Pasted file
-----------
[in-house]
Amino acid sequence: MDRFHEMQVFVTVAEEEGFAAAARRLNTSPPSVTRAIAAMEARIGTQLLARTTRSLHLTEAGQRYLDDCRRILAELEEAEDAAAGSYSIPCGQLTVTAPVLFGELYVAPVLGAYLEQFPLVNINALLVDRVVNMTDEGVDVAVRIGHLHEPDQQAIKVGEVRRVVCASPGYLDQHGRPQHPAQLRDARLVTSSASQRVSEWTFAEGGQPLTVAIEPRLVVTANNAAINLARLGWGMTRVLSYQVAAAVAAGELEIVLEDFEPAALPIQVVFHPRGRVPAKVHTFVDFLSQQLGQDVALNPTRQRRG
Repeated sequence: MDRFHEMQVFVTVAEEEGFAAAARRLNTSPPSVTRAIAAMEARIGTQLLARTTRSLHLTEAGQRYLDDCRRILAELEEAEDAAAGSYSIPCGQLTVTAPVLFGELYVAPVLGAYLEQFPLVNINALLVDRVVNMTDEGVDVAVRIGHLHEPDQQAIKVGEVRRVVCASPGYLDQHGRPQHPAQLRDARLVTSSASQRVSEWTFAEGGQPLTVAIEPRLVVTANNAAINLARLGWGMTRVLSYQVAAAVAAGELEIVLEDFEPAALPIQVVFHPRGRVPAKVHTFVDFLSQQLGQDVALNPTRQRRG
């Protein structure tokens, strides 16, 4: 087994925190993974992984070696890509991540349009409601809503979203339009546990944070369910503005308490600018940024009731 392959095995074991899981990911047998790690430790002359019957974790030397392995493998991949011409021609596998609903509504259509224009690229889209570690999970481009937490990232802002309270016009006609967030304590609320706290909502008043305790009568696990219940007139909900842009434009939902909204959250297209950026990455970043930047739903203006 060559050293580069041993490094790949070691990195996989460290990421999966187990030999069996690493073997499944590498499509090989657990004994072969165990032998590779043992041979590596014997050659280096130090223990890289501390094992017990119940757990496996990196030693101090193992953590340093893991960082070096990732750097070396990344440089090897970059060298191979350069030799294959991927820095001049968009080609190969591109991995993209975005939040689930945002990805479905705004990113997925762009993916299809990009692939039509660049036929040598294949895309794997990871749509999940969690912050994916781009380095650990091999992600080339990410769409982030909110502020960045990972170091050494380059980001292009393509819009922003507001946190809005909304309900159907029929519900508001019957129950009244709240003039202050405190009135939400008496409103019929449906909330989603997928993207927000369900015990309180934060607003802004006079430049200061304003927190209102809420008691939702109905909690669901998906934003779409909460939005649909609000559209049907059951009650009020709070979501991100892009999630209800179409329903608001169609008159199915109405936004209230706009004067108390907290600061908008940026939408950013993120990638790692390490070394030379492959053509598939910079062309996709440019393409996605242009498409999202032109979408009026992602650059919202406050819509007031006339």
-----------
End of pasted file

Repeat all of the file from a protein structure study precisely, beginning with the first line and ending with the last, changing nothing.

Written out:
[in-house]
Amino acid sequence: MDRFHEMQVFVTVAEEEGFAAAARRLNTSPPSVTRAIAAMEARIGTQLLARTTRSLHLTEAGQRYLDDCRRILAELEEAEDAAAGSYSIPCGQLTVTAPVLFGELYVAPVLGAYLEQFPLVNINALLVDRVVNMTDEGVDVAVRIGHLHEPDQQAIKVGEVRRVVCASPGYLDQHGRPQHPAQLRDARLVTSSASQRVSEWTFAEGGQPLTVAIEPRLVVTANNAAINLARLGWGMTRVLSYQVAAAVAAGELEIVLEDFEPAALPIQVVFHPRGRVPAKVHTFVDFLSQQLGQDVALNPTRQRRG
Repeated sequence: MDRFHEMQVFVTVAEEEGFAAAARRLNTSPPSVTRAIAAMEARIGTQLLARTTRSLHLTEAGQRYLDDCRRILAELEEAEDAAAGSYSIPCGQLTVTAPVLFGELYVAPVLGAYLEQFPLVNINALLVDRVVNMTDEGVDVAVRIGHLHEPDQQAIKVGEVRRVVCASPGYLDQHGRPQHPAQLRDARLVTSSASQRVSEWTFAEGGQPLTVAIEPRLVVTANNAAINLARLGWGMTRVLSYQVAAAVAAGELEIVLEDFEPAALPIQVVFHPRGRVPAKVHTFVDFLSQQLGQDVALNPTRQRRG
């Protein structure tokens, strides 16, 4: 087994925190993974992984070696890509991540349009409601809503979203339009546990944070369910503005308490600018940024009731 392959095995074991899981990911047998790690430790002359019957974790030397392995493998991949011409021609596998609903509504259509224009690229889209570690999970481009937490990232802002309270016009006609967030304590609320706290909502008043305790009568696990219940007139909900842009434009939902909204959250297209950026990455970043930047739903203006 060559050293580069041993490094790949070691990195996989460290990421999966187990030999069996690493073997499944590498499509090989657990004994072969165990032998590779043992041979590596014997050659280096130090223990890289501390094992017990119940757990496996990196030693101090193992953590340093893991960082070096990732750097070396990344440089090897970059060298191979350069030799294959991927820095001049968009080609190969591109991995993209975005939040689930945002990805479905705004990113997925762009993916299809990009692939039509660049036929040598294949895309794997990871749509999940969690912050994916781009380095650990091999992600080339990410769409982030909110502020960045990972170091050494380059980001292009393509819009922003507001946190809005909304309900159907029929519900508001019957129950009244709240003039202050405190009135939400008496409103019929449906909330989603997928993207927000369900015990309180934060607003802004006079430049200061304003927190209102809420008691939702109905909690669901998906934003779409909460939005649909609000559209049907059951009650009020709070979501991100892009999630209800179409329903608001169609008159199915109405936004209230706009004067108390907290600061908008940026939408950013993120990638790692390490070394030379492959053509598939910079062309996709440019393409996605242009498409999202032109979408009026992602650059919202406050819509007031006339």